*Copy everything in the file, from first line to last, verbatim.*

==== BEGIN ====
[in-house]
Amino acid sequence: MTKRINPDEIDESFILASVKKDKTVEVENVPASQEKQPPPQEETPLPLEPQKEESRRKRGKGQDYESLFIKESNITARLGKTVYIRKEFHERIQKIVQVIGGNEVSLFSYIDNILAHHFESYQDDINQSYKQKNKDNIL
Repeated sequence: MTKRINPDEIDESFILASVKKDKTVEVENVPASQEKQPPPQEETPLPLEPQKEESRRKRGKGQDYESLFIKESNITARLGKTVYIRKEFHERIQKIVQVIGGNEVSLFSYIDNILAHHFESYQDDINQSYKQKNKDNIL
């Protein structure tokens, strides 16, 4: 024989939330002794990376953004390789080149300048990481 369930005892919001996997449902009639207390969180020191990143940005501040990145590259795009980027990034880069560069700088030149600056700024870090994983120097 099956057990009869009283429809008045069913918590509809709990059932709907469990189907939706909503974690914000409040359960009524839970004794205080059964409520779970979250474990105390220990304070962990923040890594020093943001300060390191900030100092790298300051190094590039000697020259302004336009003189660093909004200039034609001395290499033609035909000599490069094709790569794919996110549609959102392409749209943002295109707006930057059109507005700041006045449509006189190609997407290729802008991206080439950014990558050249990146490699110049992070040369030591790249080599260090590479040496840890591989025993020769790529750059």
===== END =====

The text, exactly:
[in-house]
Amino acid sequence: MTKRINPDEIDESFILASVKKDKTVEVENVPASQEKQPPPQEETPLPLEPQKEESRRKRGKGQDYESLFIKESNITARLGKTVYIRKEFHERIQKIVQVIGGNEVSLFSYIDNILAHHFESYQDDINQSYKQKNKDNIL
Repeated sequence: MTKRINPDEIDESFILASVKKDKTVEVENVPASQEKQPPPQEETPLPLEPQKEESRRKRGKGQDYESLFIKESNITARLGKTVYIRKEFHERIQKIVQVIGGNEVSLFSYIDNILAHHFESYQDDINQSYKQKNKDNIL
């Protein structure tokens, strides 16, 4: 024989939330002794990376953004390789080149300048990481 369930005892919001996997449902009639207390969180020191990143940005501040990145590259795009980027990034880069560069700088030149600056700024870090994983120097 099956057990009869009283429809008045069913918590509809709990059932709907469990189907939706909503974690914000409040359960009524839970004794205080059964409520779970979250474990105390220990304070962990923040890594020093943001300060390191900030100092790298300051190094590039000697020259302004336009003189660093909004200039034609001395290499033609035909000599490069094709790569794919996110549609959102392409749209943002295109707006930057059109507005700041006045449509006189190609997407290729802008991206080439950014990558050249990146490699110049992070040369030591790249080599260090590479040496840890591989025993020769790529750059």